info files   – show files and their locations in memory. does not show memory protection, and for imports you have to set a break point and run the executable, the run the command when it breaks at the

info functions         -print out information on all defined functions
p system   – show location of libc in memory
p exit     – show location of exit call in memory
p printf   – show location of printf in memory

info proc mappings -show memory information for a process running

break * main+387  creates breakpoint at main + address  (* main+XXX)

gcc -fno-stack-protector -z execstack       kills stack cookie and sets execute bit for stack

trace foo.c:121  //

The register names $pc and $sp are used for the program counter register and the stack pointer.
$fp is used for a register that contains a pointer to the current stack frame, and
$ps is used for a register that contains the processor status
watch expression    – watch watches the value of expression and informs you when things change.
watch a             – watch variable a and report if it changes
watch (a =< 10)     – watch and report when a = or < than 10
Once the variable no longer exists in any frame of the call stack (when the function con-
taining a local variable returns), GDB automatically deletes the watchpoint.
GDB is only capable of watching a variable within a single thread.

break filename:function        -set a breakpoint upon occurrence of function in filename X
break filename:line_number    -set a breakpoint upon occurrence of line number in filename X
rbreak            – sets a breakpoint with perl syntax

frame    –
When issuing GDB’s frame command, the frame of the currently execut-
ing function is numbered 0, its parent frame (that is, the stack frame of the
function’s caller) is numbered 1, the parent’s parent is numbered 2, and so
on. GDB’s up command takes you to the next parent in the call stack (for ex-
ample, to frame 1 from frame 0), and down takes you in the other direction.

when you set a breakpoint gdb breaks before executing the code at that location
temporary breakpoint is a breakpoint that is automatically deleted after the first time it’s reached.

Withbreak +offset or break -offset, you can set a breakpoint
offset lines ahead or behind the executing line of source code
in the currently selected stack frame.

Theformbreak *address can be used to set a breakpoint at a
virtual memory address. This would be necessary for sections
of a program that don’t have debugging information, like
when the source code is unavailable or for shared libraries,
for instance.

page 66

Creating core dumps to analyze:

kill -ABRT pid_of_process

or possibly

kill -SIGQUIT pid_of_process
GNU Compiler options:

-Wall       -turn on all warning messages
-g        -keep debugging information (keep symbol info)
Compilation of multi-file program

$ gcc -g3 -Wall -Wextra -c main.c swapper.c //compile files to create object files
$ gcc -o swap main.o swapper.o              //link object files into file “swap”
$ gdb swap                                  //open program with debugger
At any given time, GDB has (for lack of a better word) a focus, which you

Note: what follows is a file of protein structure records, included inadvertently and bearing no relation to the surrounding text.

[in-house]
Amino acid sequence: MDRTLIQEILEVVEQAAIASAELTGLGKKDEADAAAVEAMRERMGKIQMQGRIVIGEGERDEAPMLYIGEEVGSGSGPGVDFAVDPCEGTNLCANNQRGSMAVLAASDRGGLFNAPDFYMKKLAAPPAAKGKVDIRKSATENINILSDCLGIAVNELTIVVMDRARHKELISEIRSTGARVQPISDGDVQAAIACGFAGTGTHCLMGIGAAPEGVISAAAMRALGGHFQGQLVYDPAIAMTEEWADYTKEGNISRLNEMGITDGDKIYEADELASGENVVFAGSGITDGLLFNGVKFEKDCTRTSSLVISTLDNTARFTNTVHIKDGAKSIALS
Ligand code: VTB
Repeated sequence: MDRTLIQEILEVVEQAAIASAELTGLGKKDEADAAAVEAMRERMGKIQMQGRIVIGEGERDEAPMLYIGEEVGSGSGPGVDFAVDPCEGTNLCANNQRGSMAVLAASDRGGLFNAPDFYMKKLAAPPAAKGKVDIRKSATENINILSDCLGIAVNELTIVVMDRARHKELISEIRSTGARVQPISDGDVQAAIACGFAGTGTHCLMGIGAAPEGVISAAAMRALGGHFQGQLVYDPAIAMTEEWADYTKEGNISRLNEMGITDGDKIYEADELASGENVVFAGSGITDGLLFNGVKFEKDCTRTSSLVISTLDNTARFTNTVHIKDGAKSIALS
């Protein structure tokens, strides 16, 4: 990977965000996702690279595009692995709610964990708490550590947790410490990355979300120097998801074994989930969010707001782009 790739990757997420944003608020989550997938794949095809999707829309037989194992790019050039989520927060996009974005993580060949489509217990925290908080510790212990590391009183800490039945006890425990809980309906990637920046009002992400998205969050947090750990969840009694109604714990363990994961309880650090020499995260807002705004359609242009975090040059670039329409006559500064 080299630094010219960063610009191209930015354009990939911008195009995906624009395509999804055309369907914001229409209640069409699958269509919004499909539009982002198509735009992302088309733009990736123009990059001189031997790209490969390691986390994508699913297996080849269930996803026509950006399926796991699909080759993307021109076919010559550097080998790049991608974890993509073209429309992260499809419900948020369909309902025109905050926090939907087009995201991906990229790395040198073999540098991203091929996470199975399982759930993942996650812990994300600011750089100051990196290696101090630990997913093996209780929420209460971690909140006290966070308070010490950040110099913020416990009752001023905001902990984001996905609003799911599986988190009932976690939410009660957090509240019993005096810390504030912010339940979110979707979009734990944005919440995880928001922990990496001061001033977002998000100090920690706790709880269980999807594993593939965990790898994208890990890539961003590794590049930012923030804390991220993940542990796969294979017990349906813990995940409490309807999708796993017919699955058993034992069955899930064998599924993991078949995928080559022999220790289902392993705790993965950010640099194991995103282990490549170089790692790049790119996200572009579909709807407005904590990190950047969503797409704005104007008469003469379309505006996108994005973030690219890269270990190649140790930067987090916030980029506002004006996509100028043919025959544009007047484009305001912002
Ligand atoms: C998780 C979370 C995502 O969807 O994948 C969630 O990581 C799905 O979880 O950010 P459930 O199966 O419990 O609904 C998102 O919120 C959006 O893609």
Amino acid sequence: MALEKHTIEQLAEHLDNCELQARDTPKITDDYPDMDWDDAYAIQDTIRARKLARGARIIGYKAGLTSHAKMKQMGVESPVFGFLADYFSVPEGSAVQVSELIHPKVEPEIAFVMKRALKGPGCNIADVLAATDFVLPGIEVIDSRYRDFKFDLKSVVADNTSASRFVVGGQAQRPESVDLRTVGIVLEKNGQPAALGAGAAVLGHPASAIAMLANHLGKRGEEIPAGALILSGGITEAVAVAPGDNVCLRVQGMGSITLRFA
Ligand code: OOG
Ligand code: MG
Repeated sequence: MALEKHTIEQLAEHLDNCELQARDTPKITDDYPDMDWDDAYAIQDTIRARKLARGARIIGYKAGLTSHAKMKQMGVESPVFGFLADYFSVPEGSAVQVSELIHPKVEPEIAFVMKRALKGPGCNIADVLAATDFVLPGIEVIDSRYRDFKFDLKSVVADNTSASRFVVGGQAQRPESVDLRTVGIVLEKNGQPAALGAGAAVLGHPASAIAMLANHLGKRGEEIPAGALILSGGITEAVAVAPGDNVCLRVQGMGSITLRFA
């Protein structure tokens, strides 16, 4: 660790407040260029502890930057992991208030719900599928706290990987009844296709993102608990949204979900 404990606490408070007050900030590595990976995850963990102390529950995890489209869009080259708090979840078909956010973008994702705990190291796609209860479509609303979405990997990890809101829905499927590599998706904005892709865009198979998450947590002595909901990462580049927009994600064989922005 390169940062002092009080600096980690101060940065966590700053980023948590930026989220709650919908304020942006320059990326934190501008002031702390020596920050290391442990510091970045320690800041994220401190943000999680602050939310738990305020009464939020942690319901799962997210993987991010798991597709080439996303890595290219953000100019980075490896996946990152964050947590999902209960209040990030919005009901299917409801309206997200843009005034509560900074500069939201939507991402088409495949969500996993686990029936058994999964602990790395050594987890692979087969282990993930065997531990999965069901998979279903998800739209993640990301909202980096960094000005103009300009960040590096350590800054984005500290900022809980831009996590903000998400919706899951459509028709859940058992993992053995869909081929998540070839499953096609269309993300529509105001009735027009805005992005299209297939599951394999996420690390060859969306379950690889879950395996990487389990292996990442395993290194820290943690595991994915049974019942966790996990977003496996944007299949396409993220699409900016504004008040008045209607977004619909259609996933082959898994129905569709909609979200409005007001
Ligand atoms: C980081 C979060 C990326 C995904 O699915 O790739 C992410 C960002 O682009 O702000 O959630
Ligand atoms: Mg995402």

can think of as being the currently “active” file. This means that unless you
qualify your commands, they are performed on the file that has GDB’s fo-
cus. By default, the file that has GDB’s initial focus is the one containing the
main() function, but the focus is changed to a different file when any of the
following actions occurs:

• You apply the list command to a different source file.
• You step into code residing in a different source file.
• GDB hits a breakpoint while executing code in a different source file.

You can change the focus by listing code from the file you want focus in.
Listing a function from another file changes the focus.
list functionInFile
By the way, note that a program always receives at least one argument—the name of the program
itself, which is pointed to by argv[0],
If the last command in a commands list is continue, GDB will automatically continue executing the pro-
gram after it completes the commands in the commands list:
An expression in GDB can contain many things:
• GDB convenience variables
• Any in-scope variable from your program, like i from the previous example
• Any kind of string, numerical, or character constant
• Pre-processor macros, if the program was compiled to include pre-preprocessor
debugging information
• The conditionals, function calls, casts, and operators defined by the lan-
guage you’re using

As of this writing, the official GNU GDB User’s Manual states that pre-processor macros can-
not be used in expressions; however, this is not true. If you compile the program with GCC’s -g3
option, pre-processor macros can be used in expressions.

If you just hit the ENTER key in GDB without issuing a command, GDB takes this as a request
to repeat the last command
In bash, you can control the creation of core files with the ulimit command:
ulimit -c unlimited

For tcsh and csh users, the limit command controls core file sizes. For example,
limit coredumpsize 1000000
Examine memory: x/FMT ADDRESS.

ADDRESS is an expression for the memory address to examine.
FMT is a repeat count followed by a format letter and a size letter.

Format letters are
o(octal), x(hex), d(decimal), u(unsigned decimal),
t(binary), f(float), a(address), i(instruction), c(char) and s(string).

Size letters are b(byte), h(halfword), w(word), g(giant, 8 bytes).

The specified number of objects of the specified size are printed
according to the format.